I first discovered the family connection to the blacksmith profession when it was listed as the occupation in a 1910 census for my great great-uncle and newspaper articles from 1903 and 1905 show my great-grandfather as having joined a blacksmith partnership. They had become blacksmiths in the small towns in rural Iowa when it was as critical to have a local blacksmith as it was to have a local mercantile or a bank, particularly the blacksmiths that fit shoes for the horses. Called farriers, these blacksmiths developed the horse shoeing expertise needed to enable/support the horse in pulling farm equipment and wagons. The advent of the automobile dramatically impacted the presence of a blacksmith shop in small town America.
My great-grandfather, Edward Merklin, had a particular expertise as a horse shoer. My great-uncle told me that his father (Edward) loved working with the horses. Several local newspaper articles chronicled some of his career:
|Lew Peterson's Blacksmith Shop in Sheldon, Iowa|
A January 17, 1905 article in the LeMars (Iowa) Globe Post announced he had formed a partnership and that he was considered an expert horse shoer…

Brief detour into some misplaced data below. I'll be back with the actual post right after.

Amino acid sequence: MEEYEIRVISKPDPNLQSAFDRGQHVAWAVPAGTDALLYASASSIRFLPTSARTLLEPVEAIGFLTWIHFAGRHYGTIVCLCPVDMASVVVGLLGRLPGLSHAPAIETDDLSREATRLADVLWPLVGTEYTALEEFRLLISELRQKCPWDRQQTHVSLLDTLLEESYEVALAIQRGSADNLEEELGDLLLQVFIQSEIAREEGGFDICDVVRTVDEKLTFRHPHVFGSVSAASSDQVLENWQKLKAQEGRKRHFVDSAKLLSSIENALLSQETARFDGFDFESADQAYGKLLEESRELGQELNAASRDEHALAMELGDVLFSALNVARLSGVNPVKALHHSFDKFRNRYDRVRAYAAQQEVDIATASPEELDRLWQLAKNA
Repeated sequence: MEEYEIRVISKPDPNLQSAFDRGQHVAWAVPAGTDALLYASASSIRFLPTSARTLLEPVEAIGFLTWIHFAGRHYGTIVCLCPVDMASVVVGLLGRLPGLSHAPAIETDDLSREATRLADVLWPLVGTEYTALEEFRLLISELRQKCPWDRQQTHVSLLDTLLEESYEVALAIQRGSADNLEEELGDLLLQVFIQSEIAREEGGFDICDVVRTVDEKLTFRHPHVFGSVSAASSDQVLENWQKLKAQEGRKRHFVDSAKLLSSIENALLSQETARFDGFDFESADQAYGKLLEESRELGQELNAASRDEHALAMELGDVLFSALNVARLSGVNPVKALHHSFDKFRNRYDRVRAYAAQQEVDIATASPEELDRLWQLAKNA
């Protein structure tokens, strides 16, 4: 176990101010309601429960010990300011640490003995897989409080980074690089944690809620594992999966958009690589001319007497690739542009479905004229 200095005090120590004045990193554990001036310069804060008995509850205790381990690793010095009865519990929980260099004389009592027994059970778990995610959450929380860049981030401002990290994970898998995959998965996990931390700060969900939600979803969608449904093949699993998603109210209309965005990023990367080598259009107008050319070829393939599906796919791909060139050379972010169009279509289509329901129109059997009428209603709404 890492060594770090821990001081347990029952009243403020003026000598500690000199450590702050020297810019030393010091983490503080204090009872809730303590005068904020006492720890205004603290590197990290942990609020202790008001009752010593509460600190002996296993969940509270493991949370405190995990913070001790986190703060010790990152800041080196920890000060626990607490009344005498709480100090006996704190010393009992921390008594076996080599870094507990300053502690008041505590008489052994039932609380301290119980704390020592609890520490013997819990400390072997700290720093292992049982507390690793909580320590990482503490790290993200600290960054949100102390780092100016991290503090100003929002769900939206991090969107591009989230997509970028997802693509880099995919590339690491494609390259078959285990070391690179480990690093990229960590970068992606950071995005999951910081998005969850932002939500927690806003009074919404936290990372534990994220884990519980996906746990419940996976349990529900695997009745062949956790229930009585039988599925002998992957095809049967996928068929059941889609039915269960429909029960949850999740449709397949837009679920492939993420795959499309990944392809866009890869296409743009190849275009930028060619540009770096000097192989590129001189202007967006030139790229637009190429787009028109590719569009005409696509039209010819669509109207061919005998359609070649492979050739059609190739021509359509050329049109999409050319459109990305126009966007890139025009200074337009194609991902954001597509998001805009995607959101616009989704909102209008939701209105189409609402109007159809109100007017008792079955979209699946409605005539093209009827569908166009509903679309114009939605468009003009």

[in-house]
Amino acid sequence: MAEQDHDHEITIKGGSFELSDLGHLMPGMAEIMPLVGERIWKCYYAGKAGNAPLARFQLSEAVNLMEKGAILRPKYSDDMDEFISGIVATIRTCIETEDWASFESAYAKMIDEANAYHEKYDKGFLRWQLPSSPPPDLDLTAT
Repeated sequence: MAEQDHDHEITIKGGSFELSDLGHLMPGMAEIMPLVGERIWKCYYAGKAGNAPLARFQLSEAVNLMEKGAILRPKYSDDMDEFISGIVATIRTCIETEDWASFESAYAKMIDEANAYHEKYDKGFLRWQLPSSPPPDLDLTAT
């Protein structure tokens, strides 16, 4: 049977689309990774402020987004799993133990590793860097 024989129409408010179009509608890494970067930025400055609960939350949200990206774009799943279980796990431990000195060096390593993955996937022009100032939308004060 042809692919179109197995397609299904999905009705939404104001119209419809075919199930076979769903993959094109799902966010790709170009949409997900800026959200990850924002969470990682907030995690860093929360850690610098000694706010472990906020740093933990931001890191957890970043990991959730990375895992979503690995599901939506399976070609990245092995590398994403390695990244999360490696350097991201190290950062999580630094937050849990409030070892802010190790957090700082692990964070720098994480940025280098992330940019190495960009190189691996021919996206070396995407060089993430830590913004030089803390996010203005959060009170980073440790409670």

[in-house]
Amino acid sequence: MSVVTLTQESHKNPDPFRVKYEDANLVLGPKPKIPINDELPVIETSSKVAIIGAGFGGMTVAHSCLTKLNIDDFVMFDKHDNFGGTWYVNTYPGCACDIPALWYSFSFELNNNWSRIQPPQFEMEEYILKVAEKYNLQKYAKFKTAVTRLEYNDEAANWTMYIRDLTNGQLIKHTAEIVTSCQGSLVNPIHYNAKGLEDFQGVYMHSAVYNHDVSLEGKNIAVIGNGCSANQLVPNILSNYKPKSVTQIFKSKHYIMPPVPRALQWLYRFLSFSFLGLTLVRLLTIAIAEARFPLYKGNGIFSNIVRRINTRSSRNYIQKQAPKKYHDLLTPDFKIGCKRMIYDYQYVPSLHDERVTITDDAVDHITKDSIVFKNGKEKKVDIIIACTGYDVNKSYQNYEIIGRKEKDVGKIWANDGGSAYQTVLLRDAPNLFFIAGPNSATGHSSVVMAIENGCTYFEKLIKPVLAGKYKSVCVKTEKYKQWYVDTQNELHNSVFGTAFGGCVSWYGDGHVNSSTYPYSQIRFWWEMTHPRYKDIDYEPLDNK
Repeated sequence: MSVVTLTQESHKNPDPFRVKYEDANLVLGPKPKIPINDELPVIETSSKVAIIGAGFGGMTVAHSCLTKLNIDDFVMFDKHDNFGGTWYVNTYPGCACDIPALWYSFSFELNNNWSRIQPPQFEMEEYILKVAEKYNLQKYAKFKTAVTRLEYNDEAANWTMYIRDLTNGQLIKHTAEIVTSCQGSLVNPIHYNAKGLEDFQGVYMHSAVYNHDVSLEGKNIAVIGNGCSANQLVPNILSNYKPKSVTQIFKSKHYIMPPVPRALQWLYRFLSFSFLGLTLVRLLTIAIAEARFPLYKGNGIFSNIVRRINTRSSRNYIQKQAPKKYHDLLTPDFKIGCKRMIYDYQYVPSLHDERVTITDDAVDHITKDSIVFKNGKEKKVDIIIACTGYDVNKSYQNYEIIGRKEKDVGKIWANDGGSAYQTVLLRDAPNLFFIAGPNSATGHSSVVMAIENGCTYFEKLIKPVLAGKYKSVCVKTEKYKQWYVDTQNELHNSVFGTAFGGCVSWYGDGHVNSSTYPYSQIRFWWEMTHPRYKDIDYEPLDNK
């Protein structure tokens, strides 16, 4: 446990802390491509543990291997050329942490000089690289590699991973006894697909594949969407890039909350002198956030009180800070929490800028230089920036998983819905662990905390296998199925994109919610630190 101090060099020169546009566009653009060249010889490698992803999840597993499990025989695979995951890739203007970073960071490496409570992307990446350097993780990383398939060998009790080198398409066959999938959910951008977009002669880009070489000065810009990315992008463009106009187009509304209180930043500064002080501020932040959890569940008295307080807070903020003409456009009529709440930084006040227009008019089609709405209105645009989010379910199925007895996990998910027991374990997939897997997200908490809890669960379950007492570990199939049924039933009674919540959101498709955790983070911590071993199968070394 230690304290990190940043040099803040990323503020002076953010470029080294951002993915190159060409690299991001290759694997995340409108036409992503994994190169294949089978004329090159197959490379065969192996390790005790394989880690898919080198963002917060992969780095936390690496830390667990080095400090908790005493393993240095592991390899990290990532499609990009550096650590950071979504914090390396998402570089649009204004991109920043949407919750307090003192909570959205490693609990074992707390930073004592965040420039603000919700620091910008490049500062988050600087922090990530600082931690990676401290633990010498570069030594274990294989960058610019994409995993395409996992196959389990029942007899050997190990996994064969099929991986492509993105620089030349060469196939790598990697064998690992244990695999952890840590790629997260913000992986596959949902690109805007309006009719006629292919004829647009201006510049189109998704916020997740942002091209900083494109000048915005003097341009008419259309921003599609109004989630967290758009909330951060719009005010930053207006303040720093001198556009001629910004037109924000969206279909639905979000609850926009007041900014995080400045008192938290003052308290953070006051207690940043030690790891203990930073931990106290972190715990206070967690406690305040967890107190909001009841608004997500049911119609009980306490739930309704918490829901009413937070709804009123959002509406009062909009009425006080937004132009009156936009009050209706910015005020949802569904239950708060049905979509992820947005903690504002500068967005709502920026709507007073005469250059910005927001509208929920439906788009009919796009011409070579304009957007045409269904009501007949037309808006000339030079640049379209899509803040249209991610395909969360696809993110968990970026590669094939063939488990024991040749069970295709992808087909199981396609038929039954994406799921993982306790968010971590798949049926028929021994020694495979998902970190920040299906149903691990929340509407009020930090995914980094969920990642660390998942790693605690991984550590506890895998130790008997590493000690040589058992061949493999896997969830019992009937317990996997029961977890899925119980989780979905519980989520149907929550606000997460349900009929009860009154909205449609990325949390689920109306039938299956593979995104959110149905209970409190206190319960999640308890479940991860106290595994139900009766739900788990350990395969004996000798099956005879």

Five years later, on September 16, 1910, the LeMars (Iowa) Semi Weekly Sentinel identified he was still in the LeMars area working as a blacksmith and horse shoer…
Edward’s brothers Gus and George also worked in the blacksmith field with Gus opening up his own shop in the Wallingford, Iowa area in the early 1900’s.
Gus, George and Edward continued to work in the field into the 1920’s and 1930’s. The 1920 US Federal Census showed that Gus had relocated to Iowa Falls and opened up a new blacksmith shop.
|Left to Right, Edward and Gus Merklin|
|Iowa Falls, IA Blacksmith Shop|
The Great Depression impacted the families, with Edward moving around Iowa and Southern Minnesota to find work. On April 1, 1932, the LeMars Semi Weekly Sentinel announced, “Ed Merklin, who has been working in the Belau wagon and blacksmith shop, has purchased a half interest in the Union shop conducted by Ray Hart.”
Edward eventually moved to South Dakota and continued to work on shoeing horses. Gus remained in Iowa Falls the remainder of his life. He and his brother George sold the blacksmith business to Edward’s son, Jim.
The blacksmith shops that were able to maintain a viable local presence were those businesses that advanced with the industrial and commercial growth, into machining, welding, and iron works.
You can still find visual impressions of the 1900s in those businesses today…in the Merklin Blacksmith shop, the original anvil still sits as an active part of the shop, tools that were handmade by those who came before still hang on the walls in memory, ....
and if you look a little higher, you can see a lucky horseshoe nailed to the wall…little windows to the past.